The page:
Certain happenings as recorded in this work will be found to differ materially from the same incidents and episodes as set down in the writings of Mr. Clemens himself. Mark Twain’s spirit was built of the very fabric of truth, so far as moral intent was concerned, but in his earlier autobiographical writings — and most of his earlier writings were autobiographical — he made no real pretense to accuracy of time, place, or circumstance — seeking, as he said, “only to tell a good story”— while in later years an ever-vivid imagination and a capricious memory made history difficult, even when, as in his so-called “Autobiography,” his effort was in the direction of fact.
“When I was younger I could remember anything, whether it happened or not,” he once said, quaintly, “but I am getting old, and soon I shall remember only the latter.”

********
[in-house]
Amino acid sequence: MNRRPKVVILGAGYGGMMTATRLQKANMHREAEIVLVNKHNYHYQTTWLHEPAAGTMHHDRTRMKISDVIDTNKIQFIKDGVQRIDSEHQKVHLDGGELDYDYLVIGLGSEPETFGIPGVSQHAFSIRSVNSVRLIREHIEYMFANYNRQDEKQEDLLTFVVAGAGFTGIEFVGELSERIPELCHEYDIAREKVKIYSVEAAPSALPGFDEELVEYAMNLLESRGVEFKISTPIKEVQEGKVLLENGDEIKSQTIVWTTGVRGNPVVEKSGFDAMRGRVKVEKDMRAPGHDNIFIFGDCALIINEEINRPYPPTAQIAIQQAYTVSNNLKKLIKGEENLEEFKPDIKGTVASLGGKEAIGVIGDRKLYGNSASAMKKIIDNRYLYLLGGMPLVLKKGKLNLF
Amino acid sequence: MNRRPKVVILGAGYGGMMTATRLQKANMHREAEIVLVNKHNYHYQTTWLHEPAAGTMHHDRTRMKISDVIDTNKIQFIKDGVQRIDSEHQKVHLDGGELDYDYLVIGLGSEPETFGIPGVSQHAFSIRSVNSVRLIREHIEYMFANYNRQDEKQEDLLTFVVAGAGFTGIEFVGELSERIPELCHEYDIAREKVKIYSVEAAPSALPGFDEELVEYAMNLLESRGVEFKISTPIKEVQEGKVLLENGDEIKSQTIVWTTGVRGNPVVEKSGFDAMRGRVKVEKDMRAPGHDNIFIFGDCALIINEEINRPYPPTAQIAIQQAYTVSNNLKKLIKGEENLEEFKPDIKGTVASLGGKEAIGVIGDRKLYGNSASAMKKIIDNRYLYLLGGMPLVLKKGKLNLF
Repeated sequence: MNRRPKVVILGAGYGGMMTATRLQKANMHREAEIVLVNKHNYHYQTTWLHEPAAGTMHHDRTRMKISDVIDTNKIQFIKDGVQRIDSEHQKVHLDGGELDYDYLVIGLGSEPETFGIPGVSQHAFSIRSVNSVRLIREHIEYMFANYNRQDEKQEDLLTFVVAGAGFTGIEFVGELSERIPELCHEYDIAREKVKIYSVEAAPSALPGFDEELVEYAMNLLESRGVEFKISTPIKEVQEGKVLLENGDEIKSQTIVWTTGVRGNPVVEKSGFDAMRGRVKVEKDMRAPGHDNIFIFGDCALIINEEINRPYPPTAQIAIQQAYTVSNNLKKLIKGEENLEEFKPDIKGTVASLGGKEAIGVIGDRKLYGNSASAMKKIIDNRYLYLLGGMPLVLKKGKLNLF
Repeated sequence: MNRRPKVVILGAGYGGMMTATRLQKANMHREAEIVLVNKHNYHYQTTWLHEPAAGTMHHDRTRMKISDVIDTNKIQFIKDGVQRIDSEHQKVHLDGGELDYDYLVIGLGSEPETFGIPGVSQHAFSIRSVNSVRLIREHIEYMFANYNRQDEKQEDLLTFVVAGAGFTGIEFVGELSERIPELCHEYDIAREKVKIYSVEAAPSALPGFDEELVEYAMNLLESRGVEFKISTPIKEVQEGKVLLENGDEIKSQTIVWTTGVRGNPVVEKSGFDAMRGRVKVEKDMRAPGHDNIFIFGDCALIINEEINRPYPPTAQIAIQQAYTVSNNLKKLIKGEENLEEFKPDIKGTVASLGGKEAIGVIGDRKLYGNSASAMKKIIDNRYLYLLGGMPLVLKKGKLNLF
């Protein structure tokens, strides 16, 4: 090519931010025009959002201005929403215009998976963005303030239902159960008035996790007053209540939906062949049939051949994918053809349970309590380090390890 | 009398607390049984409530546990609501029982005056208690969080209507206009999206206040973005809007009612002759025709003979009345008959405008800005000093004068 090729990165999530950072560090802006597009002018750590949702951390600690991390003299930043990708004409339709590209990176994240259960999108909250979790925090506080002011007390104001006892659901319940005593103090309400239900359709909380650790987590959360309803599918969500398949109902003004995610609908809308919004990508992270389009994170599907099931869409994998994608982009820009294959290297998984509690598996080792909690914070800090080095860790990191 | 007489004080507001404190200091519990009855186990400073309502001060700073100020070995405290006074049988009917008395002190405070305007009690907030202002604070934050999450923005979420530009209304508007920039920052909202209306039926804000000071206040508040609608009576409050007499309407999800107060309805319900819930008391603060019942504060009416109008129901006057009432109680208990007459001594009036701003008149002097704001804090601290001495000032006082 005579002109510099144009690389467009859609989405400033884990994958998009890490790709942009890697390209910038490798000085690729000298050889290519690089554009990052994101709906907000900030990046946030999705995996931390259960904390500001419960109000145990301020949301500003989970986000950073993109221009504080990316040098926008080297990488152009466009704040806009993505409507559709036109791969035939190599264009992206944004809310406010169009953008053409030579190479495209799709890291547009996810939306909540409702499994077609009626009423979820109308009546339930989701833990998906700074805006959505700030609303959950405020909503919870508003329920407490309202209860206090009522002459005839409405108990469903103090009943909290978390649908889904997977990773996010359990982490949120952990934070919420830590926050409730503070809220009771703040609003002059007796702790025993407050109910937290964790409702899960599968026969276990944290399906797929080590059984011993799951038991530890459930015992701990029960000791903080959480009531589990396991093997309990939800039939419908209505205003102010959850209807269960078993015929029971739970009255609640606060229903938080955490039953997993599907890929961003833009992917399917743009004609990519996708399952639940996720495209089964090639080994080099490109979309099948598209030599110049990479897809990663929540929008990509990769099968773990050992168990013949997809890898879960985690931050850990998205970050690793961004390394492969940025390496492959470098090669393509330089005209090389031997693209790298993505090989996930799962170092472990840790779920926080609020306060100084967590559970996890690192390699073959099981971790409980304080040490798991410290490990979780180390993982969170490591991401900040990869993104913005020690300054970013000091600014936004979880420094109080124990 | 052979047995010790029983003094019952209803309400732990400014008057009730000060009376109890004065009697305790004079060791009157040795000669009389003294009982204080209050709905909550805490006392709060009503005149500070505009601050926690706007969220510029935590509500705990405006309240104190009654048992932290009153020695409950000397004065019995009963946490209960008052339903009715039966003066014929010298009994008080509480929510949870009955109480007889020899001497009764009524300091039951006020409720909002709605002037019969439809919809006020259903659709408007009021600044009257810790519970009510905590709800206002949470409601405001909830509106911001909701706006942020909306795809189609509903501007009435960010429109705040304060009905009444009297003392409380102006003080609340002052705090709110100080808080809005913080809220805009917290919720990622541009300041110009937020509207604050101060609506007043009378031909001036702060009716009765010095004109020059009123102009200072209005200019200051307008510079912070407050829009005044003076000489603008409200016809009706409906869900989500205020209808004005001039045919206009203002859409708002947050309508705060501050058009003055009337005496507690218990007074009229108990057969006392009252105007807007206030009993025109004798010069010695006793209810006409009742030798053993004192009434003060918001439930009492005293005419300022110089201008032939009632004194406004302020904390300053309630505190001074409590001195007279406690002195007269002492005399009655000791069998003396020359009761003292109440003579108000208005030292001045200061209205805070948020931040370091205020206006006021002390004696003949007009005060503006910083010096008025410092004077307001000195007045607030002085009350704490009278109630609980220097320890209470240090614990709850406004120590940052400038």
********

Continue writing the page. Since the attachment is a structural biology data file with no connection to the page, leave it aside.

The reader may be assured, where discrepancies occur, that the writer of this memoir has obtained his data from direct and positive sources: letters, diaries, accountbooks, or other immediate memoranda; also from the concurring testimony of eye-witnesses, supported by a unity of circumstance and conditions, and not from hearsay or vagrant printed items.
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